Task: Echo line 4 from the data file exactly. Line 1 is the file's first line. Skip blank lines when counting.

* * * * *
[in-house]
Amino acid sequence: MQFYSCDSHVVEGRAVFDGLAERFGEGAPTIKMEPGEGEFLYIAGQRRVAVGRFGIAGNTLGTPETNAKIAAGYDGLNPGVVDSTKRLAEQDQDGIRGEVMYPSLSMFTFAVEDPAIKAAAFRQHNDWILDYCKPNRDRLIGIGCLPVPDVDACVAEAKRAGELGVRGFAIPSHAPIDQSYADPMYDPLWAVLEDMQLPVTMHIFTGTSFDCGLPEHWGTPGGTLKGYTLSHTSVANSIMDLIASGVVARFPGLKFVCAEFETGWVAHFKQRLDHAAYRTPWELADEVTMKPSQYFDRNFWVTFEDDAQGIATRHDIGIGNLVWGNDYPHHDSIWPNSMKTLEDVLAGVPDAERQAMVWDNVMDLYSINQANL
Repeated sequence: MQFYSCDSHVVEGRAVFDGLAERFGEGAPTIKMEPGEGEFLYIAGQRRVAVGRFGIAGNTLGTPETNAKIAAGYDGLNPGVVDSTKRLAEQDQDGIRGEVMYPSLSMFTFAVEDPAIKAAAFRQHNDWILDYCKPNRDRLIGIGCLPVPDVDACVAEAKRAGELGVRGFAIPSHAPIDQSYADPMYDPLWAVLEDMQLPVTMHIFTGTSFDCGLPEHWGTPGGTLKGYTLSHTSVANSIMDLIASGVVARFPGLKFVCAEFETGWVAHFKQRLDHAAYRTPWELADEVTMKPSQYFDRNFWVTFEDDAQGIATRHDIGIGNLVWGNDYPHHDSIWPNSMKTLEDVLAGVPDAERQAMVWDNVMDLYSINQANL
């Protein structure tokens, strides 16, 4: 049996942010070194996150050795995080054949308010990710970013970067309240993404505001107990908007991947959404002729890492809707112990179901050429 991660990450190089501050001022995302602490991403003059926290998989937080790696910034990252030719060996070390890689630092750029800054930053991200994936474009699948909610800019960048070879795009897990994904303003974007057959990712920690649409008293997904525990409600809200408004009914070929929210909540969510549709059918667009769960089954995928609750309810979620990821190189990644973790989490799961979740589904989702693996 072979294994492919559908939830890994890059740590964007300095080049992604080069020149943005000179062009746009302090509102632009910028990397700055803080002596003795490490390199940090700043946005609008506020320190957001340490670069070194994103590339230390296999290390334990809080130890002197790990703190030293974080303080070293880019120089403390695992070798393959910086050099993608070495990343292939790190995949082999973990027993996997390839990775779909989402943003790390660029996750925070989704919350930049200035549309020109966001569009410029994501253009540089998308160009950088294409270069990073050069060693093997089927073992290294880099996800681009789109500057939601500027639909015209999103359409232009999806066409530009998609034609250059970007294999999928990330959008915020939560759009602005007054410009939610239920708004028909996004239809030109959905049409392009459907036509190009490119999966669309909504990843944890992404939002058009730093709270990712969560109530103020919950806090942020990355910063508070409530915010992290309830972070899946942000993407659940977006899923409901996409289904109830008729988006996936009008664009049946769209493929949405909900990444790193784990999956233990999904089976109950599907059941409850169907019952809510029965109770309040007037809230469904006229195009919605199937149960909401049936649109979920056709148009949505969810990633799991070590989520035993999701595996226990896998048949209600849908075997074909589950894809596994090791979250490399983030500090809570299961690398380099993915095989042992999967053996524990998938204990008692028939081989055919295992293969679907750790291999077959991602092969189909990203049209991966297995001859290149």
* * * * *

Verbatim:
């Protein structure tokens, strides 16, 4: 049996942010070194996150050795995080054949308010990710970013970067309240993404505001107990908007991947959404002729890492809707112990179901050429 991660990450190089501050001022995302602490991403003059926290998989937080790696910034990252030719060996070390890689630092750029800054930053991200994936474009699948909610800019960048070879795009897990994904303003974007057959990712920690649409008293997904525990409600809200408004009914070929929210909540969510549709059918667009769960089954995928609750309810979620990821190189990644973790989490799961979740589904989702693996 072979294994492919559908939830890994890059740590964007300095080049992604080069020149943005000179062009746009302090509102632009910028990397700055803080002596003795490490390199940090700043946005609008506020320190957001340490670069070194994103590339230390296999290390334990809080130890002197790990703190030293974080303080070293880019120089403390695992070798393959910086050099993608070495990343292939790190995949082999973990027993996997390839990775779909989402943003790390660029996750925070989704919350930049200035549309020109966001569009410029994501253009540089998308160009950088294409270069990073050069060693093997089927073992290294880099996800681009789109500057939601500027639909015209999103359409232009999806066409530009998609034609250059970007294999999928990330959008915020939560759009602005007054410009939610239920708004028909996004239809030109959905049409392009459907036509190009490119999966669309909504990843944890992404939002058009730093709270990712969560109530103020919950806090942020990355910063508070409530915010992290309830972070899946942000993407659940977006899923409901996409289904109830008729988006996936009008664009049946769209493929949405909900990444790193784990999956233990999904089976109950599907059941409850169907019952809510029965109770309040007037809230469904006229195009919605199937149960909401049936649109979920056709148009949505969810990633799991070590989520035993999701595996226990896998048949209600849908075997074909589950894809596994090791979250490399983030500090809570299961690398380099993915095989042992999967053996524990998938204990008692028939081989055919295992293969679907750790291999077959991602092969189909990203049209991966297995001859290149």